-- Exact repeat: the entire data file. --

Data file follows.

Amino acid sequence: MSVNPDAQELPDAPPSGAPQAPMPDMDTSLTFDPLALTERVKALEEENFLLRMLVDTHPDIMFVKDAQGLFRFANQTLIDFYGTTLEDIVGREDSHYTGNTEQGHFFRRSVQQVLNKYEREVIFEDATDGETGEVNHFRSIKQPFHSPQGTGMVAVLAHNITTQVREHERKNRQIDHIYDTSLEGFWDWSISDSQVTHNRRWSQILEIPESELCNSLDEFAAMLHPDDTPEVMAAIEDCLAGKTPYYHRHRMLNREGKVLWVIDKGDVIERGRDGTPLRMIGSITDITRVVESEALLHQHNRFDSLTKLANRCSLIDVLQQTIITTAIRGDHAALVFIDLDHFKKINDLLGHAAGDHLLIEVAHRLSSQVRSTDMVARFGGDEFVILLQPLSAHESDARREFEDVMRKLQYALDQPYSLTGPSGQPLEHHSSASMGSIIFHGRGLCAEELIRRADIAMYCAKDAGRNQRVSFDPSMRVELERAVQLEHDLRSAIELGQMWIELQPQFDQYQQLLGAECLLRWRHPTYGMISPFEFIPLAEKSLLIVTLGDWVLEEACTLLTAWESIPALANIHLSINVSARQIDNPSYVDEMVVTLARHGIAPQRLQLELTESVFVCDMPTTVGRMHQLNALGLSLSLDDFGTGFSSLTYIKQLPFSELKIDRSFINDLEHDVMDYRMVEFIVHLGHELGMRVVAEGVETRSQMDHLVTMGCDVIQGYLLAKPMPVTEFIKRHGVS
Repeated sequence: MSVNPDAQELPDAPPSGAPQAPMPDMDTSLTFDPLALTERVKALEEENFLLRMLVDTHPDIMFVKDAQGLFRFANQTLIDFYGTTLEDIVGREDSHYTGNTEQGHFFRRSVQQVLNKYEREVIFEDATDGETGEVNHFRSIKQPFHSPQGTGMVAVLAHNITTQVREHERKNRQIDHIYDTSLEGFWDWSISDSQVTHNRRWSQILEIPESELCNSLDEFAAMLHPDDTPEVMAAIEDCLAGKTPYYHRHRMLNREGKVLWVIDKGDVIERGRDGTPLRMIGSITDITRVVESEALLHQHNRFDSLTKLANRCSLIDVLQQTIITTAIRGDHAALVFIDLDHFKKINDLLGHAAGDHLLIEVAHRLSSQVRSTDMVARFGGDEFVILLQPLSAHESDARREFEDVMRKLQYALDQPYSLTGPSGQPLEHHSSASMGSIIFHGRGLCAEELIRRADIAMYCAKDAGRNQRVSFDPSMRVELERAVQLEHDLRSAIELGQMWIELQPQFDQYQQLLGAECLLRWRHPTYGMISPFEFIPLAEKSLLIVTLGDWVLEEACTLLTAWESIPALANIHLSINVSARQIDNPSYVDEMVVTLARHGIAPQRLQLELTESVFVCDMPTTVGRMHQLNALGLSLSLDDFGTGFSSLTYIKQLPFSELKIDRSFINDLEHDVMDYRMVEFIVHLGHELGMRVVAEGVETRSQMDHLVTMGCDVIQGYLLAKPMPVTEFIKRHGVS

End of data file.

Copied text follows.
Amino acid sequence: MSVNPDAQELPDAPPSGAPQAPMPDMDTSLTFDPLALTERVKALEEENFLLRMLVDTHPDIMFVKDAQGLFRFANQTLIDFYGTTLEDIVGREDSHYTGNTEQGHFFRRSVQQVLNKYEREVIFEDATDGETGEVNHFRSIKQPFHSPQGTGMVAVLAHNITTQVREHERKNRQIDHIYDTSLEGFWDWSISDSQVTHNRRWSQILEIPESELCNSLDEFAAMLHPDDTPEVMAAIEDCLAGKTPYYHRHRMLNREGKVLWVIDKGDVIERGRDGTPLRMIGSITDITRVVESEALLHQHNRFDSLTKLANRCSLIDVLQQTIITTAIRGDHAALVFIDLDHFKKINDLLGHAAGDHLLIEVAHRLSSQVRSTDMVARFGGDEFVILLQPLSAHESDARREFEDVMRKLQYALDQPYSLTGPSGQPLEHHSSASMGSIIFHGRGLCAEELIRRADIAMYCAKDAGRNQRVSFDPSMRVELERAVQLEHDLRSAIELGQMWIELQPQFDQYQQLLGAECLLRWRHPTYGMISPFEFIPLAEKSLLIVTLGDWVLEEACTLLTAWESIPALANIHLSINVSARQIDNPSYVDEMVVTLARHGIAPQRLQLELTESVFVCDMPTTVGRMHQLNALGLSLSLDDFGTGFSSLTYIKQLPFSELKIDRSFINDLEHDVMDYRMVEFIVHLGHELGMRVVAEGVETRSQMDHLVTMGCDVIQGYLLAKPMPVTEFIKRHGVS
Repeated sequence: MSVNPDAQELPDAPPSGAPQAPMPDMDTSLTFDPLALTERVKALEEENFLLRMLVDTHPDIMFVKDAQGLFRFANQTLIDFYGTTLEDIVGREDSHYTGNTEQGHFFRRSVQQVLNKYEREVIFEDATDGETGEVNHFRSIKQPFHSPQGTGMVAVLAHNITTQVREHERKNRQIDHIYDTSLEGFWDWSISDSQVTHNRRWSQILEIPESELCNSLDEFAAMLHPDDTPEVMAAIEDCLAGKTPYYHRHRMLNREGKVLWVIDKGDVIERGRDGTPLRMIGSITDITRVVESEALLHQHNRFDSLTKLANRCSLIDVLQQTIITTAIRGDHAALVFIDLDHFKKINDLLGHAAGDHLLIEVAHRLSSQVRSTDMVARFGGDEFVILLQPLSAHESDARREFEDVMRKLQYALDQPYSLTGPSGQPLEHHSSASMGSIIFHGRGLCAEELIRRADIAMYCAKDAGRNQRVSFDPSMRVELERAVQLEHDLRSAIELGQMWIELQPQFDQYQQLLGAECLLRWRHPTYGMISPFEFIPLAEKSLLIVTLGDWVLEEACTLLTAWESIPALANIHLSINVSARQIDNPSYVDEMVVTLARHGIAPQRLQLELTESVFVCDMPTTVGRMHQLNALGLSLSLDDFGTGFSSLTYIKQLPFSELKIDRSFINDLEHDVMDYRMVEFIVHLGHELGMRVVAEGVETRSQMDHLVTMGCDVIQGYLLAKPMPVTEFIKRHGVS